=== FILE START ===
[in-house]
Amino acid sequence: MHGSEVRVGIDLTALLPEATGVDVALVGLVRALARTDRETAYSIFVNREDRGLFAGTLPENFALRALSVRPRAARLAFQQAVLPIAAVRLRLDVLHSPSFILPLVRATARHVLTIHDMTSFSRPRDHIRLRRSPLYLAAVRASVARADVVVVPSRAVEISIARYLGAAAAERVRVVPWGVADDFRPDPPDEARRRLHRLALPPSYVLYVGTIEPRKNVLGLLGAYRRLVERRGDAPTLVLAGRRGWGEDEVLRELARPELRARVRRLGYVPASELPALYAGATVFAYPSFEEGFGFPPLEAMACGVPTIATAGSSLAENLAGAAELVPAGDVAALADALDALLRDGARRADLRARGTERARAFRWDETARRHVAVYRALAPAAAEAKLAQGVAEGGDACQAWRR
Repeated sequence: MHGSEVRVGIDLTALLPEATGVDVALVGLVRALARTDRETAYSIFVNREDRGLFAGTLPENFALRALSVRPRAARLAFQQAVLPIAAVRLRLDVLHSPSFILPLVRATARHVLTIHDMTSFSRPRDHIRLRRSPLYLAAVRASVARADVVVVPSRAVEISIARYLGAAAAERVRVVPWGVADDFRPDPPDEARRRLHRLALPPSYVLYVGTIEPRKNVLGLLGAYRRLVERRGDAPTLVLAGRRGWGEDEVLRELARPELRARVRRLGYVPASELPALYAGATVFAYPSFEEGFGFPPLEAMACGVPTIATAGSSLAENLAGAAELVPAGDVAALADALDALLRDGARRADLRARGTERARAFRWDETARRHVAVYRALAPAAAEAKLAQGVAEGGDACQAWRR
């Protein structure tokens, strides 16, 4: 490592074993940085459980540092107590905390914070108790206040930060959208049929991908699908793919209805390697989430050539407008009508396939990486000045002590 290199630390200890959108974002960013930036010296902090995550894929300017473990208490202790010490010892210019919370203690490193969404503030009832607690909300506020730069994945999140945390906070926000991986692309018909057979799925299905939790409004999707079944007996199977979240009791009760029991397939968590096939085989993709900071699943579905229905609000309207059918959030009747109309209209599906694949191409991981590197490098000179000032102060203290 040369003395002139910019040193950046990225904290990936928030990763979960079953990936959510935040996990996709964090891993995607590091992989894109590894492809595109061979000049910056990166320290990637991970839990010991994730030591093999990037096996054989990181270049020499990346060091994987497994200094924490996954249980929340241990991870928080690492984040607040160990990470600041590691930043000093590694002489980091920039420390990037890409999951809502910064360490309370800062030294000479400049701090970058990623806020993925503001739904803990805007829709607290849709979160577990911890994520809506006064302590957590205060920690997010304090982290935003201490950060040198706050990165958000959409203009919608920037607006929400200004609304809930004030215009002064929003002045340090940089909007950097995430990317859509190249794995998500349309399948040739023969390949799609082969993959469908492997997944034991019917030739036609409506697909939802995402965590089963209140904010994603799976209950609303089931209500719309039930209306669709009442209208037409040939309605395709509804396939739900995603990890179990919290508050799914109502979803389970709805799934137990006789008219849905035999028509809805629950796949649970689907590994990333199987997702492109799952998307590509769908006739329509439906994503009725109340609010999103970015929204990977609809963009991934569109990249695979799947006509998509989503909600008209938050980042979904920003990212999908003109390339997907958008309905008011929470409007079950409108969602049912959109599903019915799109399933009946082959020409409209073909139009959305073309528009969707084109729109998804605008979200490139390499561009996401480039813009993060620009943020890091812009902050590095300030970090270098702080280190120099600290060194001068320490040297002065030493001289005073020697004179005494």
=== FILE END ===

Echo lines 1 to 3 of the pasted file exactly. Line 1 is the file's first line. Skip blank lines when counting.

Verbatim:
[in-house]
Amino acid sequence: MHGSEVRVGIDLTALLPEATGVDVALVGLVRALARTDRETAYSIFVNREDRGLFAGTLPENFALRALSVRPRAARLAFQQAVLPIAAVRLRLDVLHSPSFILPLVRATARHVLTIHDMTSFSRPRDHIRLRRSPLYLAAVRASVARADVVVVPSRAVEISIARYLGAAAAERVRVVPWGVADDFRPDPPDEARRRLHRLALPPSYVLYVGTIEPRKNVLGLLGAYRRLVERRGDAPTLVLAGRRGWGEDEVLRELARPELRARVRRLGYVPASELPALYAGATVFAYPSFEEGFGFPPLEAMACGVPTIATAGSSLAENLAGAAELVPAGDVAALADALDALLRDGARRADLRARGTERARAFRWDETARRHVAVYRALAPAAAEAKLAQGVAEGGDACQAWRR
Repeated sequence: MHGSEVRVGIDLTALLPEATGVDVALVGLVRALARTDRETAYSIFVNREDRGLFAGTLPENFALRALSVRPRAARLAFQQAVLPIAAVRLRLDVLHSPSFILPLVRATARHVLTIHDMTSFSRPRDHIRLRRSPLYLAAVRASVARADVVVVPSRAVEISIARYLGAAAAERVRVVPWGVADDFRPDPPDEARRRLHRLALPPSYVLYVGTIEPRKNVLGLLGAYRRLVERRGDAPTLVLAGRRGWGEDEVLRELARPELRARVRRLGYVPASELPALYAGATVFAYPSFEEGFGFPPLEAMACGVPTIATAGSSLAENLAGAAELVPAGDVAALADALDALLRDGARRADLRARGTERARAFRWDETARRHVAVYRALAPAAAEAKLAQGVAEGGDACQAWRR